in 576i AVC MPEG-4, in 1.33:1, in English & German LPCM 2.0 without burned-in subtitles for the German portions

"Bread" 1934 short (12:12)
This 1934 silent short shows the consequences of desperation, with an unemployed man being arrested and imprisoned after stealing a loaf of bread. The interrogation sequence has echoes of "The Passion of Joan of Arc" with the extreme closeups and quick paced editing for tension, and is a well made short by Kino Production Group, showcasing the struggles that many had to go through the difficult era, which mirrors the struggles also found in "Kuhle Wampe". The restored black and white levels look fairly good, though there are some visible scratches and damage on the print itself. The new music score was composed by Rich Edwards. Note the film is also available to see for free on the BFI Player.
in 1080p AVC MPEG-4, in 1.33:1, Music LPCM 2.0 with English Intertitles

"Beyond This Open Road" 1934 short (10:41)
This documentary short features leisurely weekend activities of the working class Brits out and about on bicycles, motorcycles, or cars as they travel to quite parks for picnics and lakes for a swim among other. A free flowing and relaxing short, it does feature a number of creative shots as well, focusing on the actions more than the faces. The restored black and white image is quite good, but unfortunately the original music is lost. Instead there is a new score here, composed again by Rich Edwards.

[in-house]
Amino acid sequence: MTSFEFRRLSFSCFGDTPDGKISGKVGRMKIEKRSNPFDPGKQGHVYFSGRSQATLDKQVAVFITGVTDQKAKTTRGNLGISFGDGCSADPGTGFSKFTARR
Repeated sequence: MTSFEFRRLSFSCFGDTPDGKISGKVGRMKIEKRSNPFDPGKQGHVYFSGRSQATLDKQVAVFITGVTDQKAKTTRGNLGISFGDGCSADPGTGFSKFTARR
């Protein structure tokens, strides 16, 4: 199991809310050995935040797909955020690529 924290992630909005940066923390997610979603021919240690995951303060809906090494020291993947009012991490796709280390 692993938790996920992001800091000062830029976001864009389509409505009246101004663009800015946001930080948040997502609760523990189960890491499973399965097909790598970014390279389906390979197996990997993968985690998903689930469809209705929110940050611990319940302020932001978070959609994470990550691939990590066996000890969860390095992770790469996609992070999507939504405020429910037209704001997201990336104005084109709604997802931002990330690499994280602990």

in 1080p AVC MPEG-4, in 1.33:1, Music LPCM 2.0 with English Intertitles

"Housing Problems" 1935 documentary (15:35)
This documentary short, directed by pioneering English documentarian Edgar Anstey looks at the conditions of the slums of London, where tenant say on camera through interviews of their struggles with getting running water, trying to fend off bugs and disease, dealing with dilapidated structures, and more. In addition, it features an introduction for London's plans to build new and sturdy concrete housing projects to modernize and make living more comfortable for the future tenants. The picture and sound are in fairly good condition here.
in 1080p AVC MPEG-4, in 1.33:1, in English LPCM 2.0 without subtitles

"Eastern Valley" 1937 documentary (16:54)
This documentary short features former miners and their living conditions in Wales after the coal mining industry moved away and the struggles they faced. From the polluted areas of the housing areas to the displacement of commerce, it also shows a brighter picture, with workers coming together to restart the community with building farmlands and reconstructing new homes for the residents. While it is a documentary, there are a few "dialogue" scenes which are expectedly stilted with the non-actors having to do their lines. Again, good picture here, with a bit of damage with the sound, though still intelligible.